By studying the largest glaciers on earth, scientists hope to determine whether we’ll have time to respond to climate change or whether it’s already too late.
nytimes.com|By Jon Gertner

Tales of a Warmer Planet By running civilization on fossil fuel, we are creating and destroying climates. nytimes.com|By Curt Stager

Curt Stager, “The bad news is that the natural mopping up of our mess will be extremely slow. Research by the University of Chicago oceanographer and climate scientist David Archer and others shows that the cleanup will take tens of thousands of years even if we switch quickly to renewable energy sources. When the Earth’s slow cyclic tilting and wobbling along its eccentric orbital path once again leads to a major cooling period some 50,000 years from now, enough of our heat-trapping carbon emissions will still remain in the atmosphere to warm the planet just enough to weaken that chill. In other words, our impacts on global climate are so profound that we will have canceled the next ice age.”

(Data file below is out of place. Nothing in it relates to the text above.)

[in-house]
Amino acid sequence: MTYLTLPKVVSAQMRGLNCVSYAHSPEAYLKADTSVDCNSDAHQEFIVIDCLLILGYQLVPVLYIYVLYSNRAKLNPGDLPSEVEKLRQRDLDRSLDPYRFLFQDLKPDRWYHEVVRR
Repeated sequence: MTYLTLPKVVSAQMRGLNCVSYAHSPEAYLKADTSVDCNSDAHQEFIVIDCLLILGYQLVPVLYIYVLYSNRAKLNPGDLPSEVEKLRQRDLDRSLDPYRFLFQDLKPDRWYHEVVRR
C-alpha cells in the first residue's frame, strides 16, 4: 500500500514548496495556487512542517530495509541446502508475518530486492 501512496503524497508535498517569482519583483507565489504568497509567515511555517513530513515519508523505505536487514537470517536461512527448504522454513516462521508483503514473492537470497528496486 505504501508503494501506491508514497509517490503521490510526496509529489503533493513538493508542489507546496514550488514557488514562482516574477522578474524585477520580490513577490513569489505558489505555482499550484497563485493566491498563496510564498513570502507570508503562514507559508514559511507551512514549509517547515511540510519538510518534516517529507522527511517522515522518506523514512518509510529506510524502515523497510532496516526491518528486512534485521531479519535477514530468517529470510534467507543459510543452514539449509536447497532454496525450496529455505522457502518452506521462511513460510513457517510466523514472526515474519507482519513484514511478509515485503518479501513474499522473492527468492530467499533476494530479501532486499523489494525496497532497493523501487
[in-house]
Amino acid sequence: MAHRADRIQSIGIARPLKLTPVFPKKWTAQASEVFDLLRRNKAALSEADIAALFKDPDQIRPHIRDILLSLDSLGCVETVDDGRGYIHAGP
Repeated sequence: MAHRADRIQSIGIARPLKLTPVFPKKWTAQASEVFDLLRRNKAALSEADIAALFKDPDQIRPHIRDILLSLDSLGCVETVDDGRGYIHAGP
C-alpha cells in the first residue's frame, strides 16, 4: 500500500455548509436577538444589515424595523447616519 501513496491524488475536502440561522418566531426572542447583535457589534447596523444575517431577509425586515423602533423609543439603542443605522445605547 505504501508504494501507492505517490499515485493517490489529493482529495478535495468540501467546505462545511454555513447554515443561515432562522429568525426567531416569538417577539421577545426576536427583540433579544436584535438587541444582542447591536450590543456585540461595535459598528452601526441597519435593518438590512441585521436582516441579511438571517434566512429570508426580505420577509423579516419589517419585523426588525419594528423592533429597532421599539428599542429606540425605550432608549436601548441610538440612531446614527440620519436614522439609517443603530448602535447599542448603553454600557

By running civilization on fossil fuel, we are creating and destroying climates.
nytimes.com|By Curt Stager

Greenland Is Melting Away This river is one of a network of thousands at the front line of climate change. nytimes.com|By JOSH HANER

I’m speechless.

This river is one of a network of thousands at the front line of climate change.
nytimes.com|By JOSH HANER
 *   *   *
David Lindsay
David Lindsay I’m speechless. 
Here is commentor at the NYT who isn’t.
” Suzanne Jupiter, FL October 27, 2015

“Global Warming is the most important issue of our times. Our very survival as a species depends on us taking immediate action now. We have let the fossil fuel industry and their paid deniers take over the conversation for much too long. The fossil fuel industry has been using the tobacco industry’s “deny, deny, deny” playbook to stop any action to save our planet.

If you care about your children…your grandchildren or our very survival…then please don’t sit on the sidelines any longer…let your voice be heard and demand decisive action by our leaders and governments to slow down man made Global Warming.”